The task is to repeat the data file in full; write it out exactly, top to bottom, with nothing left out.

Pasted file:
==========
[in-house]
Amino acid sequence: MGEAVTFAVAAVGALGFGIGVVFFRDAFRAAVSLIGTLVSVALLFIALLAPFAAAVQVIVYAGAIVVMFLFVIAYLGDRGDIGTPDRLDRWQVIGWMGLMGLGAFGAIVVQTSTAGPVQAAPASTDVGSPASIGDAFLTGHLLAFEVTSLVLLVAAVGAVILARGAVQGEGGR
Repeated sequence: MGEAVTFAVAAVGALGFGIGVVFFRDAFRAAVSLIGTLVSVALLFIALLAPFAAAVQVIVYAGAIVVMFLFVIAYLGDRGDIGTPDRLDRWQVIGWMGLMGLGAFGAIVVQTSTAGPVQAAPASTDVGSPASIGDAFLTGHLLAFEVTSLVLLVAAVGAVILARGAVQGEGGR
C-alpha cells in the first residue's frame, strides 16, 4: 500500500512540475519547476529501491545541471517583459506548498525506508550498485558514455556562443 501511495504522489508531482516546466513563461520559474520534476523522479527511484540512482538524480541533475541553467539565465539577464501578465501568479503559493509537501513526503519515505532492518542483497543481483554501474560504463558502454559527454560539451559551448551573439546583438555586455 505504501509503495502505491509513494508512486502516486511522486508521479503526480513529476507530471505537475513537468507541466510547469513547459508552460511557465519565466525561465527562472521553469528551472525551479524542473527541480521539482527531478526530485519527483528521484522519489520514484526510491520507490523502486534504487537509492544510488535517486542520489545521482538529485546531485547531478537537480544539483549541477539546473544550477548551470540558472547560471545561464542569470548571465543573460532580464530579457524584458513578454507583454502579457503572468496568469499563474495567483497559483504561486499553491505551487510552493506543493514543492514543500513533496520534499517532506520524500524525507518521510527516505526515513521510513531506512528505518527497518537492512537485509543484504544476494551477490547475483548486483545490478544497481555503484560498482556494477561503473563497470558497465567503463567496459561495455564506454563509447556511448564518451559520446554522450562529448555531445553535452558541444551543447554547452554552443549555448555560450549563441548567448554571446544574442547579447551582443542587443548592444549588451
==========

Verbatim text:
[in-house]
Amino acid sequence: MGEAVTFAVAAVGALGFGIGVVFFRDAFRAAVSLIGTLVSVALLFIALLAPFAAAVQVIVYAGAIVVMFLFVIAYLGDRGDIGTPDRLDRWQVIGWMGLMGLGAFGAIVVQTSTAGPVQAAPASTDVGSPASIGDAFLTGHLLAFEVTSLVLLVAAVGAVILARGAVQGEGGR
Repeated sequence: MGEAVTFAVAAVGALGFGIGVVFFRDAFRAAVSLIGTLVSVALLFIALLAPFAAAVQVIVYAGAIVVMFLFVIAYLGDRGDIGTPDRLDRWQVIGWMGLMGLGAFGAIVVQTSTAGPVQAAPASTDVGSPASIGDAFLTGHLLAFEVTSLVLLVAAVGAVILARGAVQGEGGR
C-alpha cells in the first residue's frame, strides 16, 4: 500500500512540475519547476529501491545541471517583459506548498525506508550498485558514455556562443 501511495504522489508531482516546466513563461520559474520534476523522479527511484540512482538524480541533475541553467539565465539577464501578465501568479503559493509537501513526503519515505532492518542483497543481483554501474560504463558502454559527454560539451559551448551573439546583438555586455 505504501509503495502505491509513494508512486502516486511522486508521479503526480513529476507530471505537475513537468507541466510547469513547459508552460511557465519565466525561465527562472521553469528551472525551479524542473527541480521539482527531478526530485519527483528521484522519489520514484526510491520507490523502486534504487537509492544510488535517486542520489545521482538529485546531485547531478537537480544539483549541477539546473544550477548551470540558472547560471545561464542569470548571465543573460532580464530579457524584458513578454507583454502579457503572468496568469499563474495567483497559483504561486499553491505551487510552493506543493514543492514543500513533496520534499517532506520524500524525507518521510527516505526515513521510513531506512528505518527497518537492512537485509543484504544476494551477490547475483548486483545490478544497481555503484560498482556494477561503473563497470558497465567503463567496459561495455564506454563509447556511448564518451559520446554522450562529448555531445553535452558541444551543447554547452554552443549555448555560450549563441548567448554571446544574442547579447551582443542587443548592444549588451